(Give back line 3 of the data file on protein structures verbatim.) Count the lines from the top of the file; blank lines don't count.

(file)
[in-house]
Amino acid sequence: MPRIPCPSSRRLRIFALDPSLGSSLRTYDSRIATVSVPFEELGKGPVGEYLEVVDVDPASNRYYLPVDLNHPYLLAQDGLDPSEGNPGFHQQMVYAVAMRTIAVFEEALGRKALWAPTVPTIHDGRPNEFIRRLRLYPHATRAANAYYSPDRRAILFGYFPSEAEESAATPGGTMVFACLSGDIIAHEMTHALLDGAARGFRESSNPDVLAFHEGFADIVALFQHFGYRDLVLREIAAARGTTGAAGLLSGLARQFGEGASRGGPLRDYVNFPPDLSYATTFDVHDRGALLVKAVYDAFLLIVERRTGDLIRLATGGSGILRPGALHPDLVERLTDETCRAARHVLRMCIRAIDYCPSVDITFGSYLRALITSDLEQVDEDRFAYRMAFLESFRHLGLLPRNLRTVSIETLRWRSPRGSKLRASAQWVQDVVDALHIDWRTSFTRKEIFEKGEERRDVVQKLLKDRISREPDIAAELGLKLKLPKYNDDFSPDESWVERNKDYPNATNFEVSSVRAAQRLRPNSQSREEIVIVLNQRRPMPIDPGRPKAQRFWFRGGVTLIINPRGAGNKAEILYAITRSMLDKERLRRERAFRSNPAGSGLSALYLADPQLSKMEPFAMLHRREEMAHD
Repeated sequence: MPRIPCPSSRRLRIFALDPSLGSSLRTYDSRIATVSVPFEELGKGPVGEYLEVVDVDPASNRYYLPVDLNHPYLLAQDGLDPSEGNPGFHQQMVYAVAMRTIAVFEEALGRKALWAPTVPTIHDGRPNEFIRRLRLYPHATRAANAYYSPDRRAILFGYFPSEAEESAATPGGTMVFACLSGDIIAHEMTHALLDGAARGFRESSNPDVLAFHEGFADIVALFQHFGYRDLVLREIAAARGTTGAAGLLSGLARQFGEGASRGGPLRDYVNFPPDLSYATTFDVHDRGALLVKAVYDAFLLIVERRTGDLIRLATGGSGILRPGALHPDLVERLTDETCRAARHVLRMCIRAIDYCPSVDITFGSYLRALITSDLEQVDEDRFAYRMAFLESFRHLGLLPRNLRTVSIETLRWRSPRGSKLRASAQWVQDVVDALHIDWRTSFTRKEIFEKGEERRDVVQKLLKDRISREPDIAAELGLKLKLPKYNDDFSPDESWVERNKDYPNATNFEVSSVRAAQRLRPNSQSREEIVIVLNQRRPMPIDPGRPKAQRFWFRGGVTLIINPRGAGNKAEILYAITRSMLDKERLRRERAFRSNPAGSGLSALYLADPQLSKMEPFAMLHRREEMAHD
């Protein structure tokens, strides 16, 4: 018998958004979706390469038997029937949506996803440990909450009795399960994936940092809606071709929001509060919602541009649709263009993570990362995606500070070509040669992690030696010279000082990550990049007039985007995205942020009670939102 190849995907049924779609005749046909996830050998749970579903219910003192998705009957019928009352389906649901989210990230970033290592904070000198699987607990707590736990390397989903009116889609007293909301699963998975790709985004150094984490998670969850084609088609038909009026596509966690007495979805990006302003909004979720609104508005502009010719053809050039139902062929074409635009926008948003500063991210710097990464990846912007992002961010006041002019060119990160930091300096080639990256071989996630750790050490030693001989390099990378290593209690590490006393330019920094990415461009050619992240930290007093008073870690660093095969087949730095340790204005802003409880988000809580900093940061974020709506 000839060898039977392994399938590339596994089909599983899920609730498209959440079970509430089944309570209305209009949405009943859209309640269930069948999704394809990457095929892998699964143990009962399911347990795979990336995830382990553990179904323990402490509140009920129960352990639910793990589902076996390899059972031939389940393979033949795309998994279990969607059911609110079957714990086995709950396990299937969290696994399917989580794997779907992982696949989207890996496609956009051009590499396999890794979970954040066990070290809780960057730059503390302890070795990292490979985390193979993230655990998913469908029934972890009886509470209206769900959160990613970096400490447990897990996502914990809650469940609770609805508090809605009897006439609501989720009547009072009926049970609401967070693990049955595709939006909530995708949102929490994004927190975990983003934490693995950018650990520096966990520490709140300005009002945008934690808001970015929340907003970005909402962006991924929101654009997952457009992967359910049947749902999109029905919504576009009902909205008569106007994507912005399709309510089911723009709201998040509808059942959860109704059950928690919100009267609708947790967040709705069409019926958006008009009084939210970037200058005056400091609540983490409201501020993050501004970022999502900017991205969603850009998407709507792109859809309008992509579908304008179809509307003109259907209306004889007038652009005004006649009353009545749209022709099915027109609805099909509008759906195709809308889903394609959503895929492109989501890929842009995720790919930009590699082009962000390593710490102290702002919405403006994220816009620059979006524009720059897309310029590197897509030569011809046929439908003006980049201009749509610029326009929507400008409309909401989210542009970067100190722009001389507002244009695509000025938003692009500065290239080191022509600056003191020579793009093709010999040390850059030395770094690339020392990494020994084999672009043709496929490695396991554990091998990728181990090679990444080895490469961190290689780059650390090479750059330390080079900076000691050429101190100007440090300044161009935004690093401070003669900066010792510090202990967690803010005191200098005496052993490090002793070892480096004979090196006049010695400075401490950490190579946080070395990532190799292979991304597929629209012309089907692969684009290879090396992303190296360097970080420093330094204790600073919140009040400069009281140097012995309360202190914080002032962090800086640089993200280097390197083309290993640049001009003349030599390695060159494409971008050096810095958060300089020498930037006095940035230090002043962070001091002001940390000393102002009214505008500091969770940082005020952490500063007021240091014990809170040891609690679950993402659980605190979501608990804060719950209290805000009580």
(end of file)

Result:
Repeated sequence: MPRIPCPSSRRLRIFALDPSLGSSLRTYDSRIATVSVPFEELGKGPVGEYLEVVDVDPASNRYYLPVDLNHPYLLAQDGLDPSEGNPGFHQQMVYAVAMRTIAVFEEALGRKALWAPTVPTIHDGRPNEFIRRLRLYPHATRAANAYYSPDRRAILFGYFPSEAEESAATPGGTMVFACLSGDIIAHEMTHALLDGAARGFRESSNPDVLAFHEGFADIVALFQHFGYRDLVLREIAAARGTTGAAGLLSGLARQFGEGASRGGPLRDYVNFPPDLSYATTFDVHDRGALLVKAVYDAFLLIVERRTGDLIRLATGGSGILRPGALHPDLVERLTDETCRAARHVLRMCIRAIDYCPSVDITFGSYLRALITSDLEQVDEDRFAYRMAFLESFRHLGLLPRNLRTVSIETLRWRSPRGSKLRASAQWVQDVVDALHIDWRTSFTRKEIFEKGEERRDVVQKLLKDRISREPDIAAELGLKLKLPKYNDDFSPDESWVERNKDYPNATNFEVSSVRAAQRLRPNSQSREEIVIVLNQRRPMPIDPGRPKAQRFWFRGGVTLIINPRGAGNKAEILYAITRSMLDKERLRRERAFRSNPAGSGLSALYLADPQLSKMEPFAMLHRREEMAHD